Sex and scandal are again in South Carolina's political air.
A year ago, it was Gov. Mark Sanford's tearful confession of secretly skipping out of the country to rendezvous with an Argentine woman he called his soul mate. On Monday, it was a political blogger's claim of an affair with a rising star in the governor's race: state Rep. Nikki Haley. Three years ago, it was the state treasurer whose affinity for cocaine had him facing federal charges and prison time.
It's not the Grand Old Party conservatives had in mind when they built their party on the bulwarks of the Christian Coalition of America.
On Monday night at a debate, Haley offered what she expected would be the final volleys in a he-said, she-said match that had started 13 hours earlier when Will Folks wrote on his blog: "Several years ago, prior to my marriage, I had an inappropriate physical relationship with Nikki."
"It is absolutely not true," Haley emphatically told the crowd. She'd said the same much of the day in a statement to news outlets everywhere when Folks' allegation spread around the political sphere: "I have been 100 percent faithful to my husband throughout our 13 years of marriage. This claim against me is categorically and totally false."
And as reporters pressed her on the evidence, that Folks claimed existed or why he'd make a false claim, Haley appeared to shut further questions down. "I'm telling you there is nothing there. I'm not going to let this distraction to get to me. It's not worth my time."
She was on at least three talk shows with big audiences in Columbia, Greenville and Charleston denying Folks' claim. Sympathetic callers filled lines in the hours that followed with praise aplenty for how she handled the matter.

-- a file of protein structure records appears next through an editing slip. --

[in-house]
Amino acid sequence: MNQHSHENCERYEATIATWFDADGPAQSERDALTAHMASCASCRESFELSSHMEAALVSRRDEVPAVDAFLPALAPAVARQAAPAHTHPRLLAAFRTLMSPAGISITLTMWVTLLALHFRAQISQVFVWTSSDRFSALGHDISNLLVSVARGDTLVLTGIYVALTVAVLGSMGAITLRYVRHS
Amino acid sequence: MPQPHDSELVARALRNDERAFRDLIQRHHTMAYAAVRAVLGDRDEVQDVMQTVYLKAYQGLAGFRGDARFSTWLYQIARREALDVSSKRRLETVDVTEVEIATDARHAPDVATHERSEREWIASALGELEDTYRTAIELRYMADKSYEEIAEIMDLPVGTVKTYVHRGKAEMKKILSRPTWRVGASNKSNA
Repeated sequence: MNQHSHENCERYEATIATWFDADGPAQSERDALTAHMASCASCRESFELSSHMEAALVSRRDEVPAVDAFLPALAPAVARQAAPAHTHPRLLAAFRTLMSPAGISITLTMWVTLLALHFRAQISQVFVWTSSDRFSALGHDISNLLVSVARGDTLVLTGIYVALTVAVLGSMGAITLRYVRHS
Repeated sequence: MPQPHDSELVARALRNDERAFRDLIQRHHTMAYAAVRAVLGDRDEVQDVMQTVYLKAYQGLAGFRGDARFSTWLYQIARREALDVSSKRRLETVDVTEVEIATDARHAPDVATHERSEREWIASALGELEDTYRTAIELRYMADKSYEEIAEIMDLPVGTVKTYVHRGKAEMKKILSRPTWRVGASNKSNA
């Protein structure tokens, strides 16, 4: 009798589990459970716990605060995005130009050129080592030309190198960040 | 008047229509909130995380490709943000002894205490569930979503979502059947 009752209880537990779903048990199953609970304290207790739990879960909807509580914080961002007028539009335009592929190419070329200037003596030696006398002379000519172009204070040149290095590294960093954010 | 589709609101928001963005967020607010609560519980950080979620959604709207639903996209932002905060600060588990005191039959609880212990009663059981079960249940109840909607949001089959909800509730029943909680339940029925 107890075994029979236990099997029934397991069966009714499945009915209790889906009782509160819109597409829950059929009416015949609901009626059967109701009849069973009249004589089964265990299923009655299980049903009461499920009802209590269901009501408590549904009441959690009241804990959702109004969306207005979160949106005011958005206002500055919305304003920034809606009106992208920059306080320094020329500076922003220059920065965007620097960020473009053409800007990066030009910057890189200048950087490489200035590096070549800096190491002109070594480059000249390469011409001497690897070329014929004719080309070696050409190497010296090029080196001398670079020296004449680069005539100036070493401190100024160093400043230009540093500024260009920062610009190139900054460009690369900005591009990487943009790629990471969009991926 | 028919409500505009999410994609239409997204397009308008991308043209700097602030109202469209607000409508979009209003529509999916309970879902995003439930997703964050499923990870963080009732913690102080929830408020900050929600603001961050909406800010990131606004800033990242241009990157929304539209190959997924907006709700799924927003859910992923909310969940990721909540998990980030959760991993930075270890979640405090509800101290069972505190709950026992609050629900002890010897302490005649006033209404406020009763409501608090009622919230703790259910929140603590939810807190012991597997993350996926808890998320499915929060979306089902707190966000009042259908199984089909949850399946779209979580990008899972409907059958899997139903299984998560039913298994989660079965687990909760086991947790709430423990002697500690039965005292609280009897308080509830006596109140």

Folks is a fixture in the state's rough-and-tumble politics and has worked for Sanford and Haley. Haley, an accountant and three-term legislator, is in a tight race for the GOP nomination with Congressman Gresham Barrett, Lt. Gov. Andre Bauer and state Attorney General Henry McMaster.
Folks was Sanford's spokesman in his 2002 campaign and when he took office. Folks left in 2005 and not long after pleaded guilty to a criminal domestic charge involving his fiance.
He is a political consultant and runs FITSNews.com, a conservative site that features occasionally insightful commentary, thinly sourced stories of state political intrigue and photos of women in bikinis. Haley, now in her third term, hired him in 2007 to write speeches and news releases. Folks said that's when the vaguely described "physical relationship" with Haley took place. He offered no proof and refused to give details.
"I'm not going to paint pictures," he said.
It was only a year ago that Sanford famously vanished from the state for five days, claiming to be on the Appalachian Trail and reappearing from a trip to Argentina to admit to an extramarital affair. It destroyed his marriage, which ended in divorce, and likely his political future, which had at one time seemed to include presidential aspirations.
Sanford is term-limited and leaves office in January; in years past he had backed Haley's political aspirations, and his ex-wife campaigned with her earlier this month.
Political scientist Neal Thigpen said he thinks most political activists won't believe Folks, but some tea party supporters could be swayed to support another candidate.
"It seems to me the whole thing is designed to stop Rep. Haley's momentum," said Thigpen, a Francis Marion University professor. "If it's Nikki's word against Will Folks', I know who I'd believe. ... But something like this can do her great damage."
Sarah Palin, the former Alaska governor and vice presidential candidate, on Facebook denounced Folks' claim, and said she had warned Haley that she and her family would be targeted. Palin, who has publicly supported Haley, said she spoke with the candidate and told her to hang in there.
"That, unfortunately, is the nature of the beast in politics today — especially for conservative 'underdog' candidates who surge in the polls and threaten to shake things up so government can be put back on the side of the people," Palin wrote.
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